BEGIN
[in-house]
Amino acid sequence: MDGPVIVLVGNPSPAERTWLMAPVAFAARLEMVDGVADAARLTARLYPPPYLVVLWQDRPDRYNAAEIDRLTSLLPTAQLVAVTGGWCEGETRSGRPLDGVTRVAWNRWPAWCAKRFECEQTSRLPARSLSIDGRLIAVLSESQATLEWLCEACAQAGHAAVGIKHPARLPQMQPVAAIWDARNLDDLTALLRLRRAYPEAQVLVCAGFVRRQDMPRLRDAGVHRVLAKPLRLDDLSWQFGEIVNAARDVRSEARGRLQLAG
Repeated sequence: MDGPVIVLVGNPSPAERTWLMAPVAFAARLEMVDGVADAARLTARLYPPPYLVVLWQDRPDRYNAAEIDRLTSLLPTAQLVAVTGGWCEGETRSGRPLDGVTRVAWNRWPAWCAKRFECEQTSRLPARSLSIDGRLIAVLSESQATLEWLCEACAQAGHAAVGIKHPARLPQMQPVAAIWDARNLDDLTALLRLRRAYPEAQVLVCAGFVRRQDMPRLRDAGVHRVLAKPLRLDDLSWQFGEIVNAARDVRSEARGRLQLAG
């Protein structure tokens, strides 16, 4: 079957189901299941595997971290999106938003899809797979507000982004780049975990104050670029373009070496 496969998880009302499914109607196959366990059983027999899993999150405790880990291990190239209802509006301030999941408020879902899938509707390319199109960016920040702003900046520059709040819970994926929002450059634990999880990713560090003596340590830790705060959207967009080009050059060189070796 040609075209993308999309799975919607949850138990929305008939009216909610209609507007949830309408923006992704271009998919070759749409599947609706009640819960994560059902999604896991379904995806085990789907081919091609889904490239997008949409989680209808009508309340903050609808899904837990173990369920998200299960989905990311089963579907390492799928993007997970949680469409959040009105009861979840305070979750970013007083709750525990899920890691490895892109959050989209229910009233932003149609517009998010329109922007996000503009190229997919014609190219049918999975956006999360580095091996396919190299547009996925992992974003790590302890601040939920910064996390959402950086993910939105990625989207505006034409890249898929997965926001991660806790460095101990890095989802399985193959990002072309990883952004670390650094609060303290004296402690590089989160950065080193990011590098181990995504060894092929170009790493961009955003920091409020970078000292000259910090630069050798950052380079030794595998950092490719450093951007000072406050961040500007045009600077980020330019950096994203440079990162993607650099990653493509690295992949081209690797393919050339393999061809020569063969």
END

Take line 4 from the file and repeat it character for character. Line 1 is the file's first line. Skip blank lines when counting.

């Protein structure tokens, strides 16, 4: 079957189901299941595997971290999106938003899809797979507000982004780049975990104050670029373009070496 496969998880009302499914109607196959366990059983027999899993999150405790880990291990190239209802509006301030999941408020879902899938509707390319199109960016920040702003900046520059709040819970994926929002450059634990999880990713560090003596340590830790705060959207967009080009050059060189070796 040609075209993308999309799975919607949850138990929305008939009216909610209609507007949830309408923006992704271009998919070759749409599947609706009640819960994560059902999604896991379904995806085990789907081919091609889904490239997008949409989680209808009508309340903050609808899904837990173990369920998200299960989905990311089963579907390492799928993007997970949680469409959040009105009861979840305070979750970013007083709750525990899920890691490895892109959050989209229910009233932003149609517009998010329109922007996000503009190229997919014609190219049918999975956006999360580095091996396919190299547009996925992992974003790590302890601040939920910064996390959402950086993910939105990625989207505006034409890249898929997965926001991660806790460095101990890095989802399985193959990002072309990883952004670390650094609060303290004296402690590089989160950065080193990011590098181990995504060894092929170009790493961009955003920091409020970078000292000259910090630069050798950052380079030794595998950092490719450093951007000072406050961040500007045009600077980020330019950096994203440079990162993607650099990653493509690295992949081209690797393919050339393999061809020569063969």